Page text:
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Working full time with blog on the side is pretty common for a lot of us. For some the blog is a side hustle, for others it’s a hobby but either way, our blog isn’t our main employment or our main source of income, if any income at all.
I’d be the biggest liar if I said I hadn’t thought about being a full time travel blogger. Being paid to travel the world all the time. Being my own Boss. Working from home. Sounds pretty cool hey?
I’d also be lying though if I said that being a full time travel blogger is my dream and what I’m working towards because although the idea does pop into my head sometimes, generally, I don’t know if I’d really want to. I follow it up with questions like:
Could I do it? How much work would it take? How much money would I earn? Would it be worth the risk? Would I actually enjoy it? Could I actually hold myself accountable to be my own Boss?
2019 Update: I did leave my job to travel full time and blog full time too! 18 Lessons from a Summer of Full Time Blogging!
The term ‘Never say Never’ pops into my mind but that could apply both ways.
Right now, I’m happy working full time in a job that doesn’t relate to my blog and I’m happy blogging on the evenings and weekends. I’m happy that I’m in a position now where blogging is helping me support my travels but in no way funding them 100%, so here are a few reasons why I feel that way:
You might also like this post as I grew my traffic this much whilst working full time! – 10 Real and Honest Ways That I Have Tripled my Page Views in Less than One Year!
I can live in Central London on my own.
Ok, so I don’t live on my own in London because I’d have to be earning the big big bucks to do that, but I live in Zone 2 in a pretty central and nice area where I rent a room and my rent reflects that. In all honesty I don’t know many full time travel bloggers that live in Central London because it means that between £550-800, depending on your choice of location and room, needs to be paid in rent each month. Working for yourself and not knowing how much you’ll earn each month could make that a very scary prospect. Also for a travel blogger who would spend a lot of their time away from home it just wouldn’t make sense. If I was to be a full time blogger I’d definitely have to move back into my Mum’s house to start with and use that as a base so that I wasn’t paying rent but I’m 27 and I can’t be moving back home!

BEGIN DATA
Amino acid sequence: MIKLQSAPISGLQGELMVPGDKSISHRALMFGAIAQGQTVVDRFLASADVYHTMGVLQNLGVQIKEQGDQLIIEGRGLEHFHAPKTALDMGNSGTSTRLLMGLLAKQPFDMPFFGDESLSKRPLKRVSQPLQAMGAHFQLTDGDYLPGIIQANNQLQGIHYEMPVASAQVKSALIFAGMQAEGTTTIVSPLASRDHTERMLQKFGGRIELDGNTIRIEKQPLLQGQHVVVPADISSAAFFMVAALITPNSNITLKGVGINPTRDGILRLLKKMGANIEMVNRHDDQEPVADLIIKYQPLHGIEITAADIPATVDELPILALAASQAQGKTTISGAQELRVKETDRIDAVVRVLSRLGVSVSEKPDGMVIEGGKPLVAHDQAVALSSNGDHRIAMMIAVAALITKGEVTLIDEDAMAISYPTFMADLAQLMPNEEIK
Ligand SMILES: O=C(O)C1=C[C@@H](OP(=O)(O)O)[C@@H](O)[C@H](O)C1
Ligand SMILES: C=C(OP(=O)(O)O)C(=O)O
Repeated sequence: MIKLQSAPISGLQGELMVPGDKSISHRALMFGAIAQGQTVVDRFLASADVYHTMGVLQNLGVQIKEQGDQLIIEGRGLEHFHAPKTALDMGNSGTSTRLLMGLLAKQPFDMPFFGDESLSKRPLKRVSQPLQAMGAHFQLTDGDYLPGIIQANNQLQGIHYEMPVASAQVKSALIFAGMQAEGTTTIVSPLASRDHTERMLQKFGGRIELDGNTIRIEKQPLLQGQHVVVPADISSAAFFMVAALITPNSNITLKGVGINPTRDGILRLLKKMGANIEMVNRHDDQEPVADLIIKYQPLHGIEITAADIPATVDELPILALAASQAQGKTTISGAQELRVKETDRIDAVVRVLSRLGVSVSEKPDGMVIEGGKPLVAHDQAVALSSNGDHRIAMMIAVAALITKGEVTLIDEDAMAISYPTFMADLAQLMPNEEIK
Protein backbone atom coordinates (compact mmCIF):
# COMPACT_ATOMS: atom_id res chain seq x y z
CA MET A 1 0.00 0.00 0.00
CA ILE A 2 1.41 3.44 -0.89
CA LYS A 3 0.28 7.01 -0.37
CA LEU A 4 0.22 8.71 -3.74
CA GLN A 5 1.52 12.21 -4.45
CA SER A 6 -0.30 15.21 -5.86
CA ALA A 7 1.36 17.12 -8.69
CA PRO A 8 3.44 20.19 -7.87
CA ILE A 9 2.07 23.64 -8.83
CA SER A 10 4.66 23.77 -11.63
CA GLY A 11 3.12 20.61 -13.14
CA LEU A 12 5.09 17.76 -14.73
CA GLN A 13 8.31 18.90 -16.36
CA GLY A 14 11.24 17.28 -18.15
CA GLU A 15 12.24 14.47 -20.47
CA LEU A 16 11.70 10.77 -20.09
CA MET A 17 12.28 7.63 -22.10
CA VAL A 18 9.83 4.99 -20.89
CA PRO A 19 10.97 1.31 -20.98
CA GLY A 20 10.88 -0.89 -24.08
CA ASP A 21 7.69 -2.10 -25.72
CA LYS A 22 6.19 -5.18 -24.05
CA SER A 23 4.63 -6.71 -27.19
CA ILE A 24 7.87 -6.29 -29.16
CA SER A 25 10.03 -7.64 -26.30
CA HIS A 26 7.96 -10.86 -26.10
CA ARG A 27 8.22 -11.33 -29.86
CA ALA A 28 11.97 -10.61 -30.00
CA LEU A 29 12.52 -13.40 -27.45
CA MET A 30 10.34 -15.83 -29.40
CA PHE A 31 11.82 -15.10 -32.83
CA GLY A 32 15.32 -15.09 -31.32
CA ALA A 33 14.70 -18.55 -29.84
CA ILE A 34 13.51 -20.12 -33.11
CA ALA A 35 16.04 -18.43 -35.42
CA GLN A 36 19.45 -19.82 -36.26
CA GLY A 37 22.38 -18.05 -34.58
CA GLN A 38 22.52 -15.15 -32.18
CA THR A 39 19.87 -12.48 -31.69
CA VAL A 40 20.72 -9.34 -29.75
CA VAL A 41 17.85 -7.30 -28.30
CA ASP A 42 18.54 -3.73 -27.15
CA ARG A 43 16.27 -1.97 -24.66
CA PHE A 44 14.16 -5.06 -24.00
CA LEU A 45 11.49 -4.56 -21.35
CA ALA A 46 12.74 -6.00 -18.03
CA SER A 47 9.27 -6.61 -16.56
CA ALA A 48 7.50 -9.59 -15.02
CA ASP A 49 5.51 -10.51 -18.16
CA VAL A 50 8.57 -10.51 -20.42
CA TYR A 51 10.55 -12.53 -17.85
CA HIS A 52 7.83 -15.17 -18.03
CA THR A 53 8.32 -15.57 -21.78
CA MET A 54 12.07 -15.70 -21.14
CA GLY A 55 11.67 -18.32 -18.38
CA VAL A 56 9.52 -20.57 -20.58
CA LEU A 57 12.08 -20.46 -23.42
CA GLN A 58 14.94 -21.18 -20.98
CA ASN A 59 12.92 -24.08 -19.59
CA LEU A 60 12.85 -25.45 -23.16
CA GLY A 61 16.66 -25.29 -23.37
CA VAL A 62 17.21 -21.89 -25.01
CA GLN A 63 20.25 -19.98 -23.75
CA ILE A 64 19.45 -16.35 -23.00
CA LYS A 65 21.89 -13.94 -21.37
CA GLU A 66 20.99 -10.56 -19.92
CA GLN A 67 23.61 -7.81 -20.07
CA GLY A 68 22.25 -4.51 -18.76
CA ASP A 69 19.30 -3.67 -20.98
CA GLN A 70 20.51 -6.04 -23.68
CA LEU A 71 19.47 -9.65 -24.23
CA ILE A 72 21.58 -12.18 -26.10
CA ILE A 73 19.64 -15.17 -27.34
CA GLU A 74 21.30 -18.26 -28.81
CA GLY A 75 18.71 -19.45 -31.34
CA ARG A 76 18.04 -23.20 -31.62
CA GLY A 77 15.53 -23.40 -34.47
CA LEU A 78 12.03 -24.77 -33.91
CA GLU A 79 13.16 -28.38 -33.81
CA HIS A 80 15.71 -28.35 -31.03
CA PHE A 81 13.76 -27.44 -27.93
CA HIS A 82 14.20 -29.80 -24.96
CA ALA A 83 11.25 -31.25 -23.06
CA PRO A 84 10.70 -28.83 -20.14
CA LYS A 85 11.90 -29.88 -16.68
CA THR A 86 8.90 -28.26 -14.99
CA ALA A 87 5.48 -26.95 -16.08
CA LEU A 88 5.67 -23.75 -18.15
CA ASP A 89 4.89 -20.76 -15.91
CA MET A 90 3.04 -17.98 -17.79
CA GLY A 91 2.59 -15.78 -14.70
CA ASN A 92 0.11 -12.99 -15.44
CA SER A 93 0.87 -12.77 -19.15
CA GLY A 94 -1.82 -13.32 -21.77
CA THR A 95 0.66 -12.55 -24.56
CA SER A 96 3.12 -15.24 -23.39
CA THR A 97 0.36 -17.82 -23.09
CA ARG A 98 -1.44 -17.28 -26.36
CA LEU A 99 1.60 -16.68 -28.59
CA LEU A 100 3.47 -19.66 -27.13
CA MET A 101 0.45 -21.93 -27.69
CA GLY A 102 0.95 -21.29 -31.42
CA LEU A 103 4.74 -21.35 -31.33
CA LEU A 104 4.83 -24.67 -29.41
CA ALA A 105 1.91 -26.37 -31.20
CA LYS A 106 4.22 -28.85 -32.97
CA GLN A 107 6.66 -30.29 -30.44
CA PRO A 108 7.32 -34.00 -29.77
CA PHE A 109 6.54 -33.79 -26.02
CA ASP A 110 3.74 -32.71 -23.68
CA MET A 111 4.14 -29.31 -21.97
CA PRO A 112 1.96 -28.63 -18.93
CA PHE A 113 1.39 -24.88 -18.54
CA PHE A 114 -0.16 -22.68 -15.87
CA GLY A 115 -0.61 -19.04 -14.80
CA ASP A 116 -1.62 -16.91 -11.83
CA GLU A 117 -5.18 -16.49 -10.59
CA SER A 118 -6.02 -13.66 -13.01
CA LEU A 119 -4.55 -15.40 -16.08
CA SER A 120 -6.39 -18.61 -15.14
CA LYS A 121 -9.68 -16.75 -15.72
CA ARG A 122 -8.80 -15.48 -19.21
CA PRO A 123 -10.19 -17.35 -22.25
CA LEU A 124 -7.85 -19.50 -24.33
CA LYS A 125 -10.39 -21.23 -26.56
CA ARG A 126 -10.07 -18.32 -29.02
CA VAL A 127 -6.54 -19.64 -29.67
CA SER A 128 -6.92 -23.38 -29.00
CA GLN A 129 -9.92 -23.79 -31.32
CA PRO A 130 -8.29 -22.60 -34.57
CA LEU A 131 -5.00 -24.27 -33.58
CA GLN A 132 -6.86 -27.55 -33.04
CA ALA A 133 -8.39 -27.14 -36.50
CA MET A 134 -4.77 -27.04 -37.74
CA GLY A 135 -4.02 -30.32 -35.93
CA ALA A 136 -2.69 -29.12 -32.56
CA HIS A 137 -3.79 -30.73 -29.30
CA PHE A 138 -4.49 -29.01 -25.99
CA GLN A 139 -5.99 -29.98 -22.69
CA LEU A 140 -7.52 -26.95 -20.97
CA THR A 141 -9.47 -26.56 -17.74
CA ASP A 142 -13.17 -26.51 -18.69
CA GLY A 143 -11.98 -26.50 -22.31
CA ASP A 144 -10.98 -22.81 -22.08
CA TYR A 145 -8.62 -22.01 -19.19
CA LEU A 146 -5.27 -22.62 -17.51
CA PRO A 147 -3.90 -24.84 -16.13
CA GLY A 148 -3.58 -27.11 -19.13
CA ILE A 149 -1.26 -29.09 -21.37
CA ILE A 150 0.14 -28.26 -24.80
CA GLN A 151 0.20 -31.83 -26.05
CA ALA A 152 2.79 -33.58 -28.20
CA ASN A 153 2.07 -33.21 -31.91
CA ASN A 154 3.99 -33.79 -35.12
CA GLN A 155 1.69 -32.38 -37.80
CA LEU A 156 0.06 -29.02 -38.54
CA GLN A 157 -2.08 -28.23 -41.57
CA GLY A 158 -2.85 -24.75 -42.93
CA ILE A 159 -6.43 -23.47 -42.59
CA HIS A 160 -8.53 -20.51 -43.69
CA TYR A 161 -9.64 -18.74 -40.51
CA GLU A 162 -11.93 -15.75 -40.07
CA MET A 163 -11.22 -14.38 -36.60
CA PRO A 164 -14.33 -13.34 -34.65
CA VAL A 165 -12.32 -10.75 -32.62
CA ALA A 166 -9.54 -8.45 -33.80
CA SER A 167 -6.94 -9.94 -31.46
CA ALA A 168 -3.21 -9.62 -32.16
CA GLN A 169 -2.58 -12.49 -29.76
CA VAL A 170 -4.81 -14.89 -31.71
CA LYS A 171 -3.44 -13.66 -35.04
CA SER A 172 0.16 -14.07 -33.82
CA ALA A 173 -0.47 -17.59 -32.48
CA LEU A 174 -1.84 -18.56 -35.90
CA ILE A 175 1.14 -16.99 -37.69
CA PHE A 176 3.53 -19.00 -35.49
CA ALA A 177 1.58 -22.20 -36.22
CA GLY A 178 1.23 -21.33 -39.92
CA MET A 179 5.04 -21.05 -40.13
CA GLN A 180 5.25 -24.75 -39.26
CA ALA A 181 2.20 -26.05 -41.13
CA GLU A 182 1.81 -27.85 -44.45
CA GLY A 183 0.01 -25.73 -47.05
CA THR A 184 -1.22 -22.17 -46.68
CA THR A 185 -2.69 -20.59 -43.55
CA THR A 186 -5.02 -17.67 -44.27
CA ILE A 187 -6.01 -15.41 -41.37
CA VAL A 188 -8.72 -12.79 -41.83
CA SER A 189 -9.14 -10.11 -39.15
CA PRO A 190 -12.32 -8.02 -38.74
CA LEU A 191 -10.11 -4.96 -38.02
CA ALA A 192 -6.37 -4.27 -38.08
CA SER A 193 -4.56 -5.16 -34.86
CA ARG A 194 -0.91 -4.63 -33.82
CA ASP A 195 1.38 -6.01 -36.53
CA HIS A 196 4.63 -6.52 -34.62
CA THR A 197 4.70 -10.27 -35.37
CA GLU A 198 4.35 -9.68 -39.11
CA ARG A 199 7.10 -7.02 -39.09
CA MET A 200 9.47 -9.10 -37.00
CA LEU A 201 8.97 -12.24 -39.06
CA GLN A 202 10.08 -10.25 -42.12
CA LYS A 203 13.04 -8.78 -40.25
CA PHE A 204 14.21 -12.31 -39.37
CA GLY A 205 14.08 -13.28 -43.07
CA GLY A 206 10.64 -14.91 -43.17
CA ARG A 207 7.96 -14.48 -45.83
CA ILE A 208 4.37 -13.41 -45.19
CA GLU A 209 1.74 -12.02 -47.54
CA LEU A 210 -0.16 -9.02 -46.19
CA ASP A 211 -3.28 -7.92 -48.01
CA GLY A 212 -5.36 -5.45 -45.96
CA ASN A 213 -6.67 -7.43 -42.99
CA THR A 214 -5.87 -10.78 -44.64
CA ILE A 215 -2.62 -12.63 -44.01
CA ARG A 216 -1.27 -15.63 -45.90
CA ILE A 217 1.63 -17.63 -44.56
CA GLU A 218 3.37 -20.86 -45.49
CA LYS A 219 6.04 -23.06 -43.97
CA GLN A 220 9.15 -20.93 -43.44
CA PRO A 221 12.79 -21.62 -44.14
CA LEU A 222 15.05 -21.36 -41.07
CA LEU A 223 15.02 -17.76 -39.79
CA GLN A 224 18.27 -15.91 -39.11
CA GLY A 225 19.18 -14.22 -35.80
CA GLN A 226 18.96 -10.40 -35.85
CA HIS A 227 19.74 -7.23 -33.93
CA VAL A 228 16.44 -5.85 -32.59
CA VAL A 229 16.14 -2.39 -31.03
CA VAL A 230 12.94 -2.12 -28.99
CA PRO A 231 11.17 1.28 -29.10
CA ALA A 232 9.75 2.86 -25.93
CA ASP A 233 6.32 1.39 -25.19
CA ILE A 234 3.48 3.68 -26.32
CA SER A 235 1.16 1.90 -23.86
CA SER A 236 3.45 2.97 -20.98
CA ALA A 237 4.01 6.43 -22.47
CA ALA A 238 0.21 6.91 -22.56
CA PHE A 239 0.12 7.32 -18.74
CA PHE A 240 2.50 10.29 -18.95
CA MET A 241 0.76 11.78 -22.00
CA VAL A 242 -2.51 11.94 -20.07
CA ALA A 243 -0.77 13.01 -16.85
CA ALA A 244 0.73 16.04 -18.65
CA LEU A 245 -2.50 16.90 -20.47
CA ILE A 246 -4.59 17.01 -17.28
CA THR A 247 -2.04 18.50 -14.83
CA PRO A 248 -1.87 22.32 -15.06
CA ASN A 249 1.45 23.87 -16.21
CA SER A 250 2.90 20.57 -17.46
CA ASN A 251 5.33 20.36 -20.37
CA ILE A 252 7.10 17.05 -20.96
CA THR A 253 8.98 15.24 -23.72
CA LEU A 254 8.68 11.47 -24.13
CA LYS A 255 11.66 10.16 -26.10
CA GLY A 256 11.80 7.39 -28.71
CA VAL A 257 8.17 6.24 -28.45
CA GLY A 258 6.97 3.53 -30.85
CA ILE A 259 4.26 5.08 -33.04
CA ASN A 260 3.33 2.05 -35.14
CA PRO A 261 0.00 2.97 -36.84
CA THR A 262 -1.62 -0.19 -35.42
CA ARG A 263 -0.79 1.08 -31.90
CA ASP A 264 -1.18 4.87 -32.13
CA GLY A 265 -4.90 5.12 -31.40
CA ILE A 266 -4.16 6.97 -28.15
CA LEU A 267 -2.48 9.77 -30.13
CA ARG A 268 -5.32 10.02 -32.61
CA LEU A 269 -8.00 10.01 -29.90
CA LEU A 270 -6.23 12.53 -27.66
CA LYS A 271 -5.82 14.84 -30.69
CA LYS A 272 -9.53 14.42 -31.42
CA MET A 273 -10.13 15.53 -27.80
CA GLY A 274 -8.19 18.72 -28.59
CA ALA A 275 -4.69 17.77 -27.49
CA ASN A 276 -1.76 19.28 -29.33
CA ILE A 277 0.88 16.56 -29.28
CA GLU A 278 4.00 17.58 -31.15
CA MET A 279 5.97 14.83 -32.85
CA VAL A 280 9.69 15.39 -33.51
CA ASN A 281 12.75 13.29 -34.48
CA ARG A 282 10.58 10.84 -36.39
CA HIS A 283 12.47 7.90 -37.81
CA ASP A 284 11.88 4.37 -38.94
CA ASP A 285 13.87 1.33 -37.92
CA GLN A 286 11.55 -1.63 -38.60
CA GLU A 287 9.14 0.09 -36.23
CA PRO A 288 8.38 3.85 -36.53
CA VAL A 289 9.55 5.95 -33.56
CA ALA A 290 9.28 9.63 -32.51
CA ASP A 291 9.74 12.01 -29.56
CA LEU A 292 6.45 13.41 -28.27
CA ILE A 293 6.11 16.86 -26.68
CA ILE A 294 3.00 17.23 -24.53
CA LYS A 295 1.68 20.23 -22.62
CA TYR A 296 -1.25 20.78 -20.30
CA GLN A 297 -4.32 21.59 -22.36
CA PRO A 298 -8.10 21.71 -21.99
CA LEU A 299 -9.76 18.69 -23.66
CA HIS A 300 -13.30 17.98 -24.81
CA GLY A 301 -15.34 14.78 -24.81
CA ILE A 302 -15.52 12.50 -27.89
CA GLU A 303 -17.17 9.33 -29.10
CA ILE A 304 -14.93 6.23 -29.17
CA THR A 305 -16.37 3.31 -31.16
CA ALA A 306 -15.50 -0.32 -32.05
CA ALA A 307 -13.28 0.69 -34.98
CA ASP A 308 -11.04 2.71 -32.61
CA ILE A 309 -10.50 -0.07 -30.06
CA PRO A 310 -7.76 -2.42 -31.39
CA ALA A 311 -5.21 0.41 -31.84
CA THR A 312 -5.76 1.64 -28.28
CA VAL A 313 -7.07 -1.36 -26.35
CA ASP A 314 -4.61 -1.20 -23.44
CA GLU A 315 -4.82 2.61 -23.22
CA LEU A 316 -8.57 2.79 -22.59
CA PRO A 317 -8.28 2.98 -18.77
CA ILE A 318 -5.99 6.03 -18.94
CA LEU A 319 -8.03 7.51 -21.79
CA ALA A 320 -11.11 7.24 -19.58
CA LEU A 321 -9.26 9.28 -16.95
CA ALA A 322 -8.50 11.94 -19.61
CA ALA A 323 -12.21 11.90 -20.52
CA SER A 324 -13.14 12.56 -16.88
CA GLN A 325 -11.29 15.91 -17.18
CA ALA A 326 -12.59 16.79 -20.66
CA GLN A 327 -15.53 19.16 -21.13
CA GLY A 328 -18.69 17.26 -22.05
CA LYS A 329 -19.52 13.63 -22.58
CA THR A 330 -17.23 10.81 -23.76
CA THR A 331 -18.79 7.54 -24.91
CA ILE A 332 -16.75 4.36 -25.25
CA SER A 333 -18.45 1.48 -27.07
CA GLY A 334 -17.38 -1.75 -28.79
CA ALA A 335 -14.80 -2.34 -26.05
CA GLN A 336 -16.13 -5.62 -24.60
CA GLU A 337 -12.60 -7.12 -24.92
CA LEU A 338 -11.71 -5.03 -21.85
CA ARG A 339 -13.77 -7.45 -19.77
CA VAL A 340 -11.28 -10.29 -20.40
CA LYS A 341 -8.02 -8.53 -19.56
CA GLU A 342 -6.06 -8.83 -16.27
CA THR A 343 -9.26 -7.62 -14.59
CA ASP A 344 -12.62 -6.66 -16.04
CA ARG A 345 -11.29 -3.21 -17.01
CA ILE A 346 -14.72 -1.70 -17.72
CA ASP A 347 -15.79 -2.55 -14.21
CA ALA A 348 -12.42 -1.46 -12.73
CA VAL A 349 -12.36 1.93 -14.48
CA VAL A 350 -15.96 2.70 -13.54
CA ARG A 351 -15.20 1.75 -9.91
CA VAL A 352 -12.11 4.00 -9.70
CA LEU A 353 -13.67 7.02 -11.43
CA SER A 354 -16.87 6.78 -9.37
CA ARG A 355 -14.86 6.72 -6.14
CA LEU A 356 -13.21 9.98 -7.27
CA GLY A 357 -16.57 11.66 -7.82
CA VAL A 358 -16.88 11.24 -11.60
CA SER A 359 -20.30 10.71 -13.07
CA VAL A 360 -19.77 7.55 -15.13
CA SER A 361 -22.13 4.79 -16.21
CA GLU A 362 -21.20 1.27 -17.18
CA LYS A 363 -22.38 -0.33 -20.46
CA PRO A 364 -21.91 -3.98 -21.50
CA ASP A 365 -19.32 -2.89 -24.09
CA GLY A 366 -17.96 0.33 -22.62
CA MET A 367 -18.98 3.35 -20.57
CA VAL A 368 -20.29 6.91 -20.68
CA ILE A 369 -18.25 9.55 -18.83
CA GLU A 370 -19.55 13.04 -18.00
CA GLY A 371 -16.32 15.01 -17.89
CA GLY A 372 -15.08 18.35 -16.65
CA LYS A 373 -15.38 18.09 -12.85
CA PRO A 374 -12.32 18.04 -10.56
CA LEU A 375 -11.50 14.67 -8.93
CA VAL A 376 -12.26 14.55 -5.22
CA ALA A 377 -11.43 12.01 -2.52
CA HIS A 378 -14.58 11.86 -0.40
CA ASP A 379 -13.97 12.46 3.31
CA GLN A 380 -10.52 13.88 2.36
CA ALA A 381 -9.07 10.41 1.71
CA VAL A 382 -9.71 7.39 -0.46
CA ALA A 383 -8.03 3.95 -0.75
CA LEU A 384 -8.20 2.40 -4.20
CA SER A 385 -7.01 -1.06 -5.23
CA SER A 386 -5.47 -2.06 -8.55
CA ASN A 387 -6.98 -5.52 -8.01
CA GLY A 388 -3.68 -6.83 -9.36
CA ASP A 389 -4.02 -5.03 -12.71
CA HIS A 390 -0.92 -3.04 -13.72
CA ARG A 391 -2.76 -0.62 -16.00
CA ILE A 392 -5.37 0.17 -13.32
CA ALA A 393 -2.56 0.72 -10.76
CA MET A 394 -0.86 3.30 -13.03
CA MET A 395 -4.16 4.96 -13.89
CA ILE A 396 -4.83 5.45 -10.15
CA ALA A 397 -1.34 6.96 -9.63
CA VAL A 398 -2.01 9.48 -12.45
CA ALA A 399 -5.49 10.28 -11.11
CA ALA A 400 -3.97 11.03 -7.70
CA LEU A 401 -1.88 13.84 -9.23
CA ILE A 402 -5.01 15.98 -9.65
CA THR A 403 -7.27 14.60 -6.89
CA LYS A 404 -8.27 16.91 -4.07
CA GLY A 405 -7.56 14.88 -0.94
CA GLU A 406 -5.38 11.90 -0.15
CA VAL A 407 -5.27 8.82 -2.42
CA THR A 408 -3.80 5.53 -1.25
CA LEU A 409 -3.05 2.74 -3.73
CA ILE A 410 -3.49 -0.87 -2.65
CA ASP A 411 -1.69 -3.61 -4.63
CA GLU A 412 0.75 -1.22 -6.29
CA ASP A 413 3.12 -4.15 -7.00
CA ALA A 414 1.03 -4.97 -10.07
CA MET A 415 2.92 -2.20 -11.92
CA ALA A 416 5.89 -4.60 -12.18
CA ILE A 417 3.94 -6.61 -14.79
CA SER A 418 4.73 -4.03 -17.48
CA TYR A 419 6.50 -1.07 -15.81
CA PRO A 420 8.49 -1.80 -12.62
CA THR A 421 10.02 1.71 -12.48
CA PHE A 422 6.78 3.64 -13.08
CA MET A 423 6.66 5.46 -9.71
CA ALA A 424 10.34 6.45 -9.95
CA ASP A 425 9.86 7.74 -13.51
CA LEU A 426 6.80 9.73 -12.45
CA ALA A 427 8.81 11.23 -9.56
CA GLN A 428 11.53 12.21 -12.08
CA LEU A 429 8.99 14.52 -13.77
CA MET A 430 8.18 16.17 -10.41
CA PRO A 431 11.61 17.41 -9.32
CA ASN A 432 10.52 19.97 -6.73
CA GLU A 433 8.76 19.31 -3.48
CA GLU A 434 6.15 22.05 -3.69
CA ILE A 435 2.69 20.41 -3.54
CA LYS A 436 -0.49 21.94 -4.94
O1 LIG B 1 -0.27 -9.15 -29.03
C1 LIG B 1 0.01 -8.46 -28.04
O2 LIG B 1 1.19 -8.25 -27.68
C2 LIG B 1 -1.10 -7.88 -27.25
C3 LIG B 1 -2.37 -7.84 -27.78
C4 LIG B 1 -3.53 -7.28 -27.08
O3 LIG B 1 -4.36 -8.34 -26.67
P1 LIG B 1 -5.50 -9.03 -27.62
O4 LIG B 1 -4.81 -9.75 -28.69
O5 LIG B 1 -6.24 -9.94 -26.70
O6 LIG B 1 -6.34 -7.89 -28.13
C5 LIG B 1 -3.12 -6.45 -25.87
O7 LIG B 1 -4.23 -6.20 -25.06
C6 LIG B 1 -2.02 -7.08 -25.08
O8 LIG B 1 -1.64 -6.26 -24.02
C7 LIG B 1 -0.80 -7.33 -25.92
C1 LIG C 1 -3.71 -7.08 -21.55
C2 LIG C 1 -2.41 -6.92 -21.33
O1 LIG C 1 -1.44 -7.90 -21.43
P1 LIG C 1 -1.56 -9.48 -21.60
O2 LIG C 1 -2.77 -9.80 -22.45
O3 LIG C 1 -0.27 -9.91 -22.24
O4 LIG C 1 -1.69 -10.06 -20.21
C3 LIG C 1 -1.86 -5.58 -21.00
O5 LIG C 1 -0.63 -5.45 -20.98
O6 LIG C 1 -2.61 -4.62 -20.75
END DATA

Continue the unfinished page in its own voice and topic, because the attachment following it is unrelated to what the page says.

Also, as a 27 year old who isn’t from London I think that right now is my prime time to be living in London. Most of my friends live here, I can get to Europe and other places in the UK so easily, there’s endless amount of things to do and I’m able to keep up in the daily tube rush!
So I like that I have a full time job where I earn the same amount each month and therefore know I can pay my Central London rent each month without relying on anyone else. Although don’t get me wrong, once I’ve paid for my rent, tube, food etc it’s still quite hard, but that’s the London renting life and I’m happy with it for the time being.
I don’t have to hustle 24/7.
Working freelance or blogging full time is all about the hustle. I’ve enjoyed and do enjoy ‘hustling’, contacting brands and seeing how and if we can work together. Seeking out potential opportunities, making my blog grow into a business and brand that I am the boss of but I don’t think I could do that all the time and have what I earn rely on this.
I’ve done a few commission based jobs in the past, mainly whilst I lived in Australia and I hated them! I’m not a sales person, money motivates me to a degree but not hugely other than I need it to survive (and to save to travel with) so I just couldn’t imagine relying on myself to hustle all the time!
As I said above, I like that I know how much I’ll earn each month from my full time job. I don’t have any anxiety when I get into bed about whether I can pay my rent or not and if that makes me boring, or less successful and not a dreamer then, that’s ok with me!
I love Elle Croft’s post on Why I Hate the Hustle (and Other Thoughts on Being Busy).
I have 2 career’s.
The job that I work full time in doesn’t have anything to do with travel or blogging or social media and although I’m not high up the ladder career wise I know I am making the necessary steps up it. I work in Property for a big restaurant company and I’m learning a lot each day. I’m learning more about my role, about my colleagues roles, and more about how this business runs. I have always loved being in an office environment surrounded by lots of knowledge and experience that I can take on board.